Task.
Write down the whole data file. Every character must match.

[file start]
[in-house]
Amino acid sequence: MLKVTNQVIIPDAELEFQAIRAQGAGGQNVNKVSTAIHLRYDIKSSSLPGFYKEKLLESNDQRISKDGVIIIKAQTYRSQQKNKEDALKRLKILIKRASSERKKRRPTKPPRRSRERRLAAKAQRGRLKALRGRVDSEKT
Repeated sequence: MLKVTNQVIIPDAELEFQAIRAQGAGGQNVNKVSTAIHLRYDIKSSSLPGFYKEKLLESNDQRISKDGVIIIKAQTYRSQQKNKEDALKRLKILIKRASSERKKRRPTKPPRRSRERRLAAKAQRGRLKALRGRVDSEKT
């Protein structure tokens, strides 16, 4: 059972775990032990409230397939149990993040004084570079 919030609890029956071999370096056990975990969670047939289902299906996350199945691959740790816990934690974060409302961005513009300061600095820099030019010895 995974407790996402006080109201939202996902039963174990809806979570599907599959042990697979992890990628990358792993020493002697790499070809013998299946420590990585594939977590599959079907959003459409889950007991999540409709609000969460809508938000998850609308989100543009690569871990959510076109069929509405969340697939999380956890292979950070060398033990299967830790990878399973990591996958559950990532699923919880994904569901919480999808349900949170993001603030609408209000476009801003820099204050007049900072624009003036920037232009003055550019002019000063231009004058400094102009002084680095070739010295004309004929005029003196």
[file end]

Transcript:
[in-house]
Amino acid sequence: MLKVTNQVIIPDAELEFQAIRAQGAGGQNVNKVSTAIHLRYDIKSSSLPGFYKEKLLESNDQRISKDGVIIIKAQTYRSQQKNKEDALKRLKILIKRASSERKKRRPTKPPRRSRERRLAAKAQRGRLKALRGRVDSEKT
Repeated sequence: MLKVTNQVIIPDAELEFQAIRAQGAGGQNVNKVSTAIHLRYDIKSSSLPGFYKEKLLESNDQRISKDGVIIIKAQTYRSQQKNKEDALKRLKILIKRASSERKKRRPTKPPRRSRERRLAAKAQRGRLKALRGRVDSEKT
């Protein structure tokens, strides 16, 4: 059972775990032990409230397939149990993040004084570079 919030609890029956071999370096056990975990969670047939289902299906996350199945691959740790816990934690974060409302961005513009300061600095820099030019010895 995974407790996402006080109201939202996902039963174990809806979570599907599959042990697979992890990628990358792993020493002697790499070809013998299946420590990585594939977590599959079907959003459409889950007991999540409709609000969460809508938000998850609308989100543009690569871990959510076109069929509405969340697939999380956890292979950070060398033990299967830790990878399973990591996958559950990532699923919880994904569901919480999808349900949170993001603030609408209000476009801003820099204050007049900072624009003036920037232009003055550019002019000063231009004058400094102009002084680095070739010295004309004929005029003196």